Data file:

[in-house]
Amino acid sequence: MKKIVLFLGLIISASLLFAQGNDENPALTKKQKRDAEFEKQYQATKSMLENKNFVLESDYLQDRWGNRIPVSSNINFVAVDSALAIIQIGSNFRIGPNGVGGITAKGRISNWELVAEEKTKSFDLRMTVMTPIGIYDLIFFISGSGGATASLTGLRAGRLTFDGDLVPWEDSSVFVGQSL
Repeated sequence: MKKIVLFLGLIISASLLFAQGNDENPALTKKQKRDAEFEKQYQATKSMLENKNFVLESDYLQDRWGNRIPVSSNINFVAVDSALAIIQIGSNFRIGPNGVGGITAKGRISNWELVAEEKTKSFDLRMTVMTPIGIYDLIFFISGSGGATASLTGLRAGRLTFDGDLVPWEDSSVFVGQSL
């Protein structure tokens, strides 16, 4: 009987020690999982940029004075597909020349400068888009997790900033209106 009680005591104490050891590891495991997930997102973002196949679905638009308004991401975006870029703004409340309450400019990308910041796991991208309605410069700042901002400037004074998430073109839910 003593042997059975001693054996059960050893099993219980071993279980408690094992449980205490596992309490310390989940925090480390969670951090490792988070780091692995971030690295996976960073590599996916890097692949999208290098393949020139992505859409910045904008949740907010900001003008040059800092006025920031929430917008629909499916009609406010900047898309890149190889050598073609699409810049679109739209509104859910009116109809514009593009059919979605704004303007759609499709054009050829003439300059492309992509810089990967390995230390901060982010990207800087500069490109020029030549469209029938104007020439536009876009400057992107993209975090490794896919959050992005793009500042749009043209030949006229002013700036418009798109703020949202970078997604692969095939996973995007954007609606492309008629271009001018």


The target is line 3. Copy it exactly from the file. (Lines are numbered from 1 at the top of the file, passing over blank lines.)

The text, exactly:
Repeated sequence: MKKIVLFLGLIISASLLFAQGNDENPALTKKQKRDAEFEKQYQATKSMLENKNFVLESDYLQDRWGNRIPVSSNINFVAVDSALAIIQIGSNFRIGPNGVGGITAKGRISNWELVAEEKTKSFDLRMTVMTPIGIYDLIFFISGSGGATASLTGLRAGRLTFDGDLVPWEDSSVFVGQSL